What to watch in 2022
Vaccination wars in Europe and the United States
The coronavirus pandemic has increased vulnerabilities to misleading narratives and blurred the lines between politically and financially motivated (geo) information campaigns as well as between foreign and domestic information manipulators. Although online campaigns have sparked violence offline on several occasions and anti-vaccination protests appear to be gateways to far-right movements, populist leaders have so far struggled to seize the opportunity. to channel vaccine resistance into targeted policy action. That could change in 2022. The Omicron variant has forced governments to impose faster and more stringent measures. In Europe, Austria reacted first to impose mandatory vaccinations and the far-right Freedom Party is adopting anti-vaccination sentiments with potential new elections this year. In the United States, which is preparing for the midterm elections, former White House strategist Steve Bannon has hinted that a “war on the unvaccinated” could provoke an armed response from the unvaccinated predominantly Republican. Such a scenario would serve domestic and foreign masters of mass manipulation who have an interest in weakening liberal democracies.
Naja Bentzen, resident scholar
Election of the next Italian president
On January 24, the Italian parliament will start voting for the new president of the republic. President Sergio Mattarella has made it clear that he is not running for re-election, frustrating the hopes of those who wanted him to stay until the general election of 2023. For them, Mario Draghi would have been the natural candidate to succeed him at the time. the outcome of his tenure as Prime Minister. Draghi would be a very strong candidate, given his prestige, but many ruling parties fear that his rise to the presidency will hasten the end of the government and trigger an early election. In this context, the other candidates are the vice-president of the Constitutional Court Giuliano Amato, who was twice Prime Minister before, Pierferdinando Casini, the former president of the Chamber of Deputies and longest-serving member of the parliament, the minister of Justice Marta Cartabia, the President of the Senate Maria Elisabetta Casellati and the European Commissioner for the Economy Paolo Gentiloni. Former Prime Minister Silvio Berlusconi also hopes to be elected, but his candidacy is perceived by the center-left parties as too confrontational. In the history of the Italian presidential elections, there is a constant rule: surprises are not so surprising. This election is important for Italy and Europe because it will set the tone for the country’s politics for the years to come, years during which it will have the opportunity to transform and modernize thanks to funds from the UE Next Generation.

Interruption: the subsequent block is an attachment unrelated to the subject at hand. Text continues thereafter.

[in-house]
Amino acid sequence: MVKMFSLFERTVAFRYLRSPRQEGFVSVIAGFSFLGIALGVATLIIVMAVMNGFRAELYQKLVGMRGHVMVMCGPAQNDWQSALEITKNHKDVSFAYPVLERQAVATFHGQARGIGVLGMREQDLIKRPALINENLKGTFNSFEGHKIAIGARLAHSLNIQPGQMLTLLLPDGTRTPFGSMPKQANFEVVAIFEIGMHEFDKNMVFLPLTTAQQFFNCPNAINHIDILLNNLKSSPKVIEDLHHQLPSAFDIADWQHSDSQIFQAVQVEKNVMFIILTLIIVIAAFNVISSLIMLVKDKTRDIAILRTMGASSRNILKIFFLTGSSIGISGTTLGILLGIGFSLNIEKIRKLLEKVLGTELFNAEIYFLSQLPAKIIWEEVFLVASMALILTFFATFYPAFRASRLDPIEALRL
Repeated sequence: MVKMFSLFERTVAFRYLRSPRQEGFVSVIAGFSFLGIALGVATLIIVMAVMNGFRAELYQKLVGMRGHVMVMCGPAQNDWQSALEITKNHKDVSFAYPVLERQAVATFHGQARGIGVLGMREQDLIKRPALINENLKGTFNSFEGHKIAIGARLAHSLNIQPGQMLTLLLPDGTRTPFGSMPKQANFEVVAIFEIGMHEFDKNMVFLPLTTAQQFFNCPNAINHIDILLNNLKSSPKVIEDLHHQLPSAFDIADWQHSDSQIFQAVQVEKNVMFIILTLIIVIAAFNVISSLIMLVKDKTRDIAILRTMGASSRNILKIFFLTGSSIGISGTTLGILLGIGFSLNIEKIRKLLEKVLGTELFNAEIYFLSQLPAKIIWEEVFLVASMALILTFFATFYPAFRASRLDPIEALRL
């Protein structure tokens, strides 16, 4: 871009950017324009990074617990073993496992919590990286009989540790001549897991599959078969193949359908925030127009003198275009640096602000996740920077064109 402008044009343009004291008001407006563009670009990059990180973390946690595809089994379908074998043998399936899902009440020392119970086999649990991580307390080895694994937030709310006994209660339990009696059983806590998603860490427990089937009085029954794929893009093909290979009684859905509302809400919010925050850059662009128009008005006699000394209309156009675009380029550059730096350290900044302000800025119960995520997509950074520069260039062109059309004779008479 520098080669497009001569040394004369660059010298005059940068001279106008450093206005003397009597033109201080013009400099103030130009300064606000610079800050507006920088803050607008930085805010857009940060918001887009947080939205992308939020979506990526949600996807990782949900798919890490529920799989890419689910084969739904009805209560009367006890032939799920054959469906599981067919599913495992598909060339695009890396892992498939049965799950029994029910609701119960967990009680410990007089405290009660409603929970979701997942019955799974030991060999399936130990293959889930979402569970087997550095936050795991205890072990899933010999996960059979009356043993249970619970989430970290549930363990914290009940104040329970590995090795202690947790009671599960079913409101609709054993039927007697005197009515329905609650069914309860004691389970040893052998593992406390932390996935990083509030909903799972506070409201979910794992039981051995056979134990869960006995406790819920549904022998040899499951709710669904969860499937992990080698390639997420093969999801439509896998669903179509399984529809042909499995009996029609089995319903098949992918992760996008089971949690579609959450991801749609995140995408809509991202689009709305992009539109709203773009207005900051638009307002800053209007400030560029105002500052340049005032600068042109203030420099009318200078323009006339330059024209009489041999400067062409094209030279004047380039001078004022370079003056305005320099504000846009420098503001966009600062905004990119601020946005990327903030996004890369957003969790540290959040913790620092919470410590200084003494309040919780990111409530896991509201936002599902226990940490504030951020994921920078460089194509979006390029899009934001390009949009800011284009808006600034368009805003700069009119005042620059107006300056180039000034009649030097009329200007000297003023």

Dario Cristiani, IAI / GMF Principal Investigator
An explosive energy situation in Europe
The year opens with several unresolved energy issues in Europe. One is the intra-EU controversy over the status of nuclear and gas as future energy sources on the continent. Plans to give the two a green status have revealed deep divisions between and within European countries. Another headache is the low level of natural gas reserves due to the reduction in Russian supplies in recent months. Barring an exceptionally mild winter, Europe may well run out of this key commodity. Another challenge is the political crisis in Belarus and a possible Russian military escalation in Ukraine. With both countries home to key gas arteries to Europe, deterioration of one or both will likely jeopardize supplies. Finally, the very controversial Nord Stream 2 gas pipeline is awaiting authorization from the German authorities to operate. This Russo-German project clashes with much of Europe and the United States, with no political solution in sight. These aggravated energy issues form an explosive mix that can easily trigger a political and economic crisis.
Joerg Forbrig, Director for Central and Eastern Europe
Hungarian elections will put the EU to the test
It will be a crucial year for democracy and the rule of law in the European Union. The autocratization underway in some Member States can be further strengthened or reversed depending on two key developments. Hungary’s general election in April offers voters a chance to get rid of the EU’s oldest illiberal government that has degraded the country’s political system to a hybrid regime, but they can also challenge the EU with the first significantly rigged elections in a member state. How other Member States and EU institutions are responding to this challenge, and whether they will be ready to support a large OSCE election observation mission or to sanction the Fidesz party if it remains in power through electoral irregularities, can have a long-term impact on the integrity of elections in Central and Eastern Europe in general, and in Poland in particular. Similarly, premature disbursement of the suspended payments to Hungary and Poland from the European Recovery Fund would both undermine the leverage effect on the two autocratization regimes. If the rule of law conditions it has set out are not met – and they will not be – by Budapest and Warsaw, the European Commission should resist pressure from accommodating member states and suspend funds indefinitely. Otherwise, 2022 could prove to be the year of missed opportunities for the EU on the rule of law front.
Daniel Hegedüs, guest researcher for Central Europe